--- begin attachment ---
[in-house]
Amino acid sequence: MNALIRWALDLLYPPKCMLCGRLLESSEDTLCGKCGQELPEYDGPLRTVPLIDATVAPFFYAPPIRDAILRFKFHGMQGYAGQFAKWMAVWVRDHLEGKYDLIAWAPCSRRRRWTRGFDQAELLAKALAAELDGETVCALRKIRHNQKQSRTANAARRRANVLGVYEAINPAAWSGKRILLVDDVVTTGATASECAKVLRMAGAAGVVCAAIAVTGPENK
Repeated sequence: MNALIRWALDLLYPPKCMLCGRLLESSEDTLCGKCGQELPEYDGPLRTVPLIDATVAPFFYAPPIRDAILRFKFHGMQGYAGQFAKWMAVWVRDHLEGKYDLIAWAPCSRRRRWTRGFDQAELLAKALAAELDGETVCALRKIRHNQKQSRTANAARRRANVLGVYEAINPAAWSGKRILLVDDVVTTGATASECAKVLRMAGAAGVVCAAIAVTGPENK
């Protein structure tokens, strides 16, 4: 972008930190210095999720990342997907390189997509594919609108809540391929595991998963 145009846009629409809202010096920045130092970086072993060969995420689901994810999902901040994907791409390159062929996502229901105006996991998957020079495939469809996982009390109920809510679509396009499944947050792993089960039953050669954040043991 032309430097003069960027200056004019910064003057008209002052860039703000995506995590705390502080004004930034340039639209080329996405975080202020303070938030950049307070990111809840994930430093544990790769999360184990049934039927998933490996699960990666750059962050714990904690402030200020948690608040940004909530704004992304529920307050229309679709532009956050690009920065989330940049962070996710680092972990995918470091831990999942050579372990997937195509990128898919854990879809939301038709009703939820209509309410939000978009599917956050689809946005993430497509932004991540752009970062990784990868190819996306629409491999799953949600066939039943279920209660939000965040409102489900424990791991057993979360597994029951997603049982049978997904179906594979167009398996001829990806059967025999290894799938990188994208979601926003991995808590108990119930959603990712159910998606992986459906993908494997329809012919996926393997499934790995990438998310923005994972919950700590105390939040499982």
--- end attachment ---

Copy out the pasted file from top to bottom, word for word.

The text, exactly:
[in-house]
Amino acid sequence: MNALIRWALDLLYPPKCMLCGRLLESSEDTLCGKCGQELPEYDGPLRTVPLIDATVAPFFYAPPIRDAILRFKFHGMQGYAGQFAKWMAVWVRDHLEGKYDLIAWAPCSRRRRWTRGFDQAELLAKALAAELDGETVCALRKIRHNQKQSRTANAARRRANVLGVYEAINPAAWSGKRILLVDDVVTTGATASECAKVLRMAGAAGVVCAAIAVTGPENK
Repeated sequence: MNALIRWALDLLYPPKCMLCGRLLESSEDTLCGKCGQELPEYDGPLRTVPLIDATVAPFFYAPPIRDAILRFKFHGMQGYAGQFAKWMAVWVRDHLEGKYDLIAWAPCSRRRRWTRGFDQAELLAKALAAELDGETVCALRKIRHNQKQSRTANAARRRANVLGVYEAINPAAWSGKRILLVDDVVTTGATASECAKVLRMAGAAGVVCAAIAVTGPENK
């Protein structure tokens, strides 16, 4: 972008930190210095999720990342997907390189997509594919609108809540391929595991998963 145009846009629409809202010096920045130092970086072993060969995420689901994810999902901040994907791409390159062929996502229901105006996991998957020079495939469809996982009390109920809510679509396009499944947050792993089960039953050669954040043991 032309430097003069960027200056004019910064003057008209002052860039703000995506995590705390502080004004930034340039639209080329996405975080202020303070938030950049307070990111809840994930430093544990790769999360184990049934039927998933490996699960990666750059962050714990904690402030200020948690608040940004909530704004992304529920307050229309679709532009956050690009920065989330940049962070996710680092972990995918470091831990999942050579372990997937195509990128898919854990879809939301038709009703939820209509309410939000978009599917956050689809946005993430497509932004991540752009970062990784990868190819996306629409491999799953949600066939039943279920209660939000965040409102489900424990791991057993979360597994029951997603049982049978997904179906594979167009398996001829990806059967025999290894799938990188994208979601926003991995808590108990119930959603990712159910998606992986459906993908494997329809012919996926393997499934790995990438998310923005994972919950700590105390939040499982």